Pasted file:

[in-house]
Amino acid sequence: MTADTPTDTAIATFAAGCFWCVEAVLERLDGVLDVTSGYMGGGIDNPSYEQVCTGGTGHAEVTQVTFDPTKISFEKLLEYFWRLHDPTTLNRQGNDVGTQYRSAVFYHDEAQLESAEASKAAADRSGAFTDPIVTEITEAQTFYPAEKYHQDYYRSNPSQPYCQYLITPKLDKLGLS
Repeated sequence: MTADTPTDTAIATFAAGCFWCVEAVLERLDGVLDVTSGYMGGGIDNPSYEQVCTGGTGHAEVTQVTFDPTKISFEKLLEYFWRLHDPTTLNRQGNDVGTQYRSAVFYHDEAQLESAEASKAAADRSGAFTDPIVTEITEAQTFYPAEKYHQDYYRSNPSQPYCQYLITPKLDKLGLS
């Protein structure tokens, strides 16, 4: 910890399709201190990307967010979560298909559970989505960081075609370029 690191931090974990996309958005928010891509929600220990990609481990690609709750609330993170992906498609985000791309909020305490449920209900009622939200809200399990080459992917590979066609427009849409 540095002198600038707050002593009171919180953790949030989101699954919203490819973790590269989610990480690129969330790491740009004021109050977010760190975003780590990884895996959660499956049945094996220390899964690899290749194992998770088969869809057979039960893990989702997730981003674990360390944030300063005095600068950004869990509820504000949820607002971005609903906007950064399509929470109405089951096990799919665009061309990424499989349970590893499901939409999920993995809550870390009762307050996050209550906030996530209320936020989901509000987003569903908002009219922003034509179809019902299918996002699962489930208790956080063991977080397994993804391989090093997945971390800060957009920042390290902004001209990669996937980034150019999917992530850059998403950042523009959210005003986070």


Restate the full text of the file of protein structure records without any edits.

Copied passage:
[in-house]
Amino acid sequence: MTADTPTDTAIATFAAGCFWCVEAVLERLDGVLDVTSGYMGGGIDNPSYEQVCTGGTGHAEVTQVTFDPTKISFEKLLEYFWRLHDPTTLNRQGNDVGTQYRSAVFYHDEAQLESAEASKAAADRSGAFTDPIVTEITEAQTFYPAEKYHQDYYRSNPSQPYCQYLITPKLDKLGLS
Repeated sequence: MTADTPTDTAIATFAAGCFWCVEAVLERLDGVLDVTSGYMGGGIDNPSYEQVCTGGTGHAEVTQVTFDPTKISFEKLLEYFWRLHDPTTLNRQGNDVGTQYRSAVFYHDEAQLESAEASKAAADRSGAFTDPIVTEITEAQTFYPAEKYHQDYYRSNPSQPYCQYLITPKLDKLGLS
């Protein structure tokens, strides 16, 4: 910890399709201190990307967010979560298909559970989505960081075609370029 690191931090974990996309958005928010891509929600220990990609481990690609709750609330993170992906498609985000791309909020305490449920209900009622939200809200399990080459992917590979066609427009849409 540095002198600038707050002593009171919180953790949030989101699954919203490819973790590269989610990480690129969330790491740009004021109050977010760190975003780590990884895996959660499956049945094996220390899964690899290749194992998770088969869809057979039960893990989702997730981003674990360390944030300063005095600068950004869990509820504000949820607002971005609903906007950064399509929470109405089951096990799919665009061309990424499989349970590893499901939409999920993995809550870390009762307050996050209550906030996530209320936020989901509000987003569903908002009219922003034509179809019902299918996002699962489930208790956080063991977080397994993804391989090093997945971390800060957009920042390290902004001209990669996937980034150019999917992530850059998403950042523009959210005003986070």